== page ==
“Every good country village with a church has an Old Rectory, an Old Vicarage or an Old Parsonage.” says Ben Horne of Middleton Advisors. “They are idyllic and the archetypal village house, so often what people living in cities think of when describing the perfect country house. Ask an eight year old to draw a house and they’ll probably produce an image of a Georgian Old Rectory!”
“They’re special often because of their position, occupying the best spot in the village which combines access into the village centre with privacy from neighbours. There will be few other houses ‘in’ the village but with paddocks and fields included. They also regularly have indicators of their history, priest holes and tunnels connecting them with churches are common.
Demand is high, we all want to live in the best village house and the rectory is so often it. But old houses need running and maintaining, often enforced by their English Heritage listing. They can be expensive to heat, having been designed for an era where log fires and shutters were the method of keeping the house warm. And the local planning authorities charged with preserving the heritage of grade II listed buildings rarely allow modern windows to be fitted.”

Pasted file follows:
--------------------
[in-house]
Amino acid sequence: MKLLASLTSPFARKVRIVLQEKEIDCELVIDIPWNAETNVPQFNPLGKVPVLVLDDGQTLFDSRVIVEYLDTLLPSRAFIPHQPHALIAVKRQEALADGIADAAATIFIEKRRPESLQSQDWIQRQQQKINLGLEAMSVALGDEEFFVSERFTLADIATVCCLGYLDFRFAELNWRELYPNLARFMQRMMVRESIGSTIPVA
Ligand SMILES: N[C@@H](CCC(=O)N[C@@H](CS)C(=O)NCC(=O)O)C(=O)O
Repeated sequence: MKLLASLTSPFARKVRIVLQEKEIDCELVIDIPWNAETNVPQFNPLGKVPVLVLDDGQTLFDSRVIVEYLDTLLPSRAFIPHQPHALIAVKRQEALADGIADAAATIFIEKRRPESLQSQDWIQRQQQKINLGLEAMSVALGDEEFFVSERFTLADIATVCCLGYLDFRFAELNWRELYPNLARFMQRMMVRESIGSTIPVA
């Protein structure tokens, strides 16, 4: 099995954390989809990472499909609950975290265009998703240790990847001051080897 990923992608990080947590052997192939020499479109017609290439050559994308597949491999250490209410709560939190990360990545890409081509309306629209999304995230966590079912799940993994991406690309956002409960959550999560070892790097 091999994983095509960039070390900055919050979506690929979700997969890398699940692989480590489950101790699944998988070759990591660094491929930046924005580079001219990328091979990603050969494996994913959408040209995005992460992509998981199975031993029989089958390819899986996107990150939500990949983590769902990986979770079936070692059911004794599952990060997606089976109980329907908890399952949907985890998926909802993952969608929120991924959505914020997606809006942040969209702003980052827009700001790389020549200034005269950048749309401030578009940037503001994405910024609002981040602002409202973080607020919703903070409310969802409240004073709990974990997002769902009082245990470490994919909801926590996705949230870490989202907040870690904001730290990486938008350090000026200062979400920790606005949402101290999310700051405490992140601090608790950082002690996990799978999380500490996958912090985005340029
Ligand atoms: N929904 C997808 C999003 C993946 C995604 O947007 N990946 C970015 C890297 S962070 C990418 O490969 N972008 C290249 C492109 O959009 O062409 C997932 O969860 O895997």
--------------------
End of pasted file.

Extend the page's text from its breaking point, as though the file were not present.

Buying an English Rectory
“Rarely do buyers specify an ‘old rectory’ when discussing their search criteria, however many lean towards period properties for their attractive appearance and build quality, of which the old rectories provide perfect examples, along with old vicarages.
There are downsides, including the general age of these properties, which, if neglected over time, can result in hidden decay requiring considerable investment further down the line. As with anything, this can be avoided by doing some research before buying and by retaining a good surveyor with experience in dealing with such period properties. Running costs will invariably be higher than in a contemporary property.
Period houses were built to have open fires roaring throughout the day, heating the structure and then emanating warmth throughout the building and leaking it through windows and roofs. Nowadays, we prefer central heating on a timer, but the warmth still escapes through original uneven window panes and porous wall material. As most rectories are listed buildings, any alterations and extensions will be subject to attaining the required planning and building consents.”